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Thursday, 17 May 2012

A high-ranking member of the Independent Soldiers gang was warned in prison by police earlier this year that he might be targeted for violence.


23:50 |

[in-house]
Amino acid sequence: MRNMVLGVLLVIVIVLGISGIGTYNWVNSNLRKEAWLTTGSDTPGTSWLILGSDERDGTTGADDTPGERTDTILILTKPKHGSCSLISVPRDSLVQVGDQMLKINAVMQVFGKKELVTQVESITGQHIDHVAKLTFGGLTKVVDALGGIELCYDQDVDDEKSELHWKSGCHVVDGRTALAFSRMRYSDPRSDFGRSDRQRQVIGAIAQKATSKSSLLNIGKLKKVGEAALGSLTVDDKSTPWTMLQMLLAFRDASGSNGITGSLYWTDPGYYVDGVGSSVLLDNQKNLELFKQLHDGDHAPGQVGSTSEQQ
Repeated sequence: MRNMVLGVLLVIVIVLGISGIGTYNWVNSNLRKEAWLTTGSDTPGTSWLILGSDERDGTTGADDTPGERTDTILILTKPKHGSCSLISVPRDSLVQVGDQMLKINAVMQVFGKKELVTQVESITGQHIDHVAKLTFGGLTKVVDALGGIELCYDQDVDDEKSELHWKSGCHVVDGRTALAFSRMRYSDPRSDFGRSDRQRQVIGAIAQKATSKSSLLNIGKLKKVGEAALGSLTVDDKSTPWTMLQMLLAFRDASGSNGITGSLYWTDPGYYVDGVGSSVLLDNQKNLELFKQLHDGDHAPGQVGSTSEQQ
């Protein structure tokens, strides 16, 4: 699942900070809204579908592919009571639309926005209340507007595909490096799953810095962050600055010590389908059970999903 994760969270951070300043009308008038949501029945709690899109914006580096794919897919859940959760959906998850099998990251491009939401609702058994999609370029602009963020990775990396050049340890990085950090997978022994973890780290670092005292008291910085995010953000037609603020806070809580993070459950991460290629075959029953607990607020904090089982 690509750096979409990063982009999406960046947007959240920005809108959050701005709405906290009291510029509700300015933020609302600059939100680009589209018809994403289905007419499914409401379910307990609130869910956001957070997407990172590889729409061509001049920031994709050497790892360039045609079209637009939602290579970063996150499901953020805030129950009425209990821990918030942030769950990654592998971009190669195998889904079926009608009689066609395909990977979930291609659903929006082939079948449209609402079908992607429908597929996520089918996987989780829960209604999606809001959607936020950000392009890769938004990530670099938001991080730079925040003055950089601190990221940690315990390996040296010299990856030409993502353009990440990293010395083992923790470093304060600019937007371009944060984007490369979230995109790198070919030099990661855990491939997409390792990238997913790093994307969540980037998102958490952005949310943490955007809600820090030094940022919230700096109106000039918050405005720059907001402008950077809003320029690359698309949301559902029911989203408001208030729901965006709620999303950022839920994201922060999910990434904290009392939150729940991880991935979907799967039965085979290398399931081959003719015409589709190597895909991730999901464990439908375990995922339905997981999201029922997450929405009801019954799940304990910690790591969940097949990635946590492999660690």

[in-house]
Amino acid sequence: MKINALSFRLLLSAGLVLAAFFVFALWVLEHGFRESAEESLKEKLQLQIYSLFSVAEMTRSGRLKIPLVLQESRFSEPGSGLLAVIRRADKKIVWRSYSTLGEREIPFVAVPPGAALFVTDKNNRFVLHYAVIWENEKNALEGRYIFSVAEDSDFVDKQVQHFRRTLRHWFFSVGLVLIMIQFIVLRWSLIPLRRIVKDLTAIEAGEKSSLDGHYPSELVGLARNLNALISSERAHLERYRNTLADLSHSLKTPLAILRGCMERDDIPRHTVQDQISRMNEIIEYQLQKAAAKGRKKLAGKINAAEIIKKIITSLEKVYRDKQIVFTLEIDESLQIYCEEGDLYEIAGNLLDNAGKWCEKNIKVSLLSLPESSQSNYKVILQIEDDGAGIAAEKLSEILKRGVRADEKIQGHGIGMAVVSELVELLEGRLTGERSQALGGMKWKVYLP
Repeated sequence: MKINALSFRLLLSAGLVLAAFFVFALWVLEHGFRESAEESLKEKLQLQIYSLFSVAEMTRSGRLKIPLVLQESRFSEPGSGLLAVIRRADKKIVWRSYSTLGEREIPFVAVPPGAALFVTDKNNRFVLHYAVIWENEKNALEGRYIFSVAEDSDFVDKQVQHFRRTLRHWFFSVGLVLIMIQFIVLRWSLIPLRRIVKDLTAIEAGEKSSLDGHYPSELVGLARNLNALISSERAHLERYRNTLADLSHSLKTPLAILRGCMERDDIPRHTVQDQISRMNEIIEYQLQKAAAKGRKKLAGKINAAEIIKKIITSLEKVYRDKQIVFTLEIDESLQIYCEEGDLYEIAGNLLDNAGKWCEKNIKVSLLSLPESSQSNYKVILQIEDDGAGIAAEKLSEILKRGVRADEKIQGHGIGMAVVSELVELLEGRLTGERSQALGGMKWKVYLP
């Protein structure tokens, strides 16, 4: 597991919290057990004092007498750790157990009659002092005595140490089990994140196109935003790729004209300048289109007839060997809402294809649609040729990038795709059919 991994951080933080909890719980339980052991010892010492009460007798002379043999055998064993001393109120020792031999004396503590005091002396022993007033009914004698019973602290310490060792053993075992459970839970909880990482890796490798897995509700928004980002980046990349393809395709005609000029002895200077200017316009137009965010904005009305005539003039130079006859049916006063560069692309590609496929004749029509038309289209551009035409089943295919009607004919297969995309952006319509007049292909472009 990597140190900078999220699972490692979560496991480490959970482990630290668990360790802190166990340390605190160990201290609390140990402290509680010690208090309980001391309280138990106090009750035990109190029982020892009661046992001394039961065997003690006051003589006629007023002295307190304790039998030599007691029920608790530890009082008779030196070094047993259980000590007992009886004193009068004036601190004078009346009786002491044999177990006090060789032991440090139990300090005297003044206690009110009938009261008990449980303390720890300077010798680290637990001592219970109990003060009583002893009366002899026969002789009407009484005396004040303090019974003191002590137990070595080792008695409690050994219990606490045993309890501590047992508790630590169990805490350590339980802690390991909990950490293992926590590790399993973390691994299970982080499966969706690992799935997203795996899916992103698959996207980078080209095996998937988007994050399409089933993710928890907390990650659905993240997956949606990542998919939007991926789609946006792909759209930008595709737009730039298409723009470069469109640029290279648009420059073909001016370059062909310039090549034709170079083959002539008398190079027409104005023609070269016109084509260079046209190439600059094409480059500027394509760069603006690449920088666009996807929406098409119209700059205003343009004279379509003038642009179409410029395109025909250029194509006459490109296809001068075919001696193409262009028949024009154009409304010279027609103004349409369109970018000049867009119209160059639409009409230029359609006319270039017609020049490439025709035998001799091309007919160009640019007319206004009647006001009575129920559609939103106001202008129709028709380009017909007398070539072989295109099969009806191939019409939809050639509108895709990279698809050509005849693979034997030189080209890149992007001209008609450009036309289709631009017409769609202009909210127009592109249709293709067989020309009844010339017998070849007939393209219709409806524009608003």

As a result, Donald Bryce Lyons was transferred from minimum-security Ferndale Institution to medium-security Mission prison. Lyons, 39, challenged the move to administrative segregation in the more secure facility, but a B.C. Supreme Court judge this week sided with prison officials, saying public safety was paramount and that the move was done lawfully. "Given the serious nature of the threat, the perimeter security concerns and the risk to other inmates, corrections officials and members of the public at a minimum-security facility, I am satisfied the transfer recommendation falls within the range of acceptable outcomes," Justice Bruce Butler said in written reasons released on Tuesday. The RCMP and Gang Task Force provided the Correctional Service of Canada with information about "an imminent threat to the safety of Mr. Lyons" on Jan. 12, 2012, Butler said. "According to the RCMP, the threat was serious and extended to those in Mr. Lyons' company, were he to be released. The RCMP considered the threat to be credible and advised the CSC to take immediate action," Butler said. Police visited Lyons at Mission Institution Jan. 26 "to explain the nature of the threat." Lyons told his case management team that he didn't believe he was in danger, but the team still upgraded his security classification to medium, saying the "current extreme threat to his safety presents significant barriers to his risk management within a mini-mum security facility." Butler quoted the warden's written decision to move Lyons based on his position in the Independent Soldiers, which the judge described as "a criminal organization." "Although he has vocalized his disaffiliation with this security threat group (STG), the extent of his involvement cannot be underestimated," the warden said. At the time of the Jan. 12 warning, police were on heightened alert because of a conflict between the Independent Soldiers, some Hells Angels and the Red Scorpions and rivals in the Dhak-Duhre group. Just five days later, Sandip Duhre was gunned down in the Sheraton Wall Centre in Vancouver. Correctional Service of Canada spokesman Jean-Paul Lorieau said Wednesday he couldn't talk about Lyons' case. Lyons is serving a total sentence of six years for convictions in both B.C. and Manitoba. He was arrested for cocaine trafficking in a 2007 under-cover sting out of Winnipeg that was targeting Hells Angels and their associates across Western Canada. He pleaded guilty and got six years. Police later searched Lyons' rental home and found 19 guns, two Tasers, several silencers and a grenade. Officers seized six handguns from hidden compartments inside his Escalade. He pleaded guilty to some of the gun charges and got handed a three-year concurrent term in a B.C. court.


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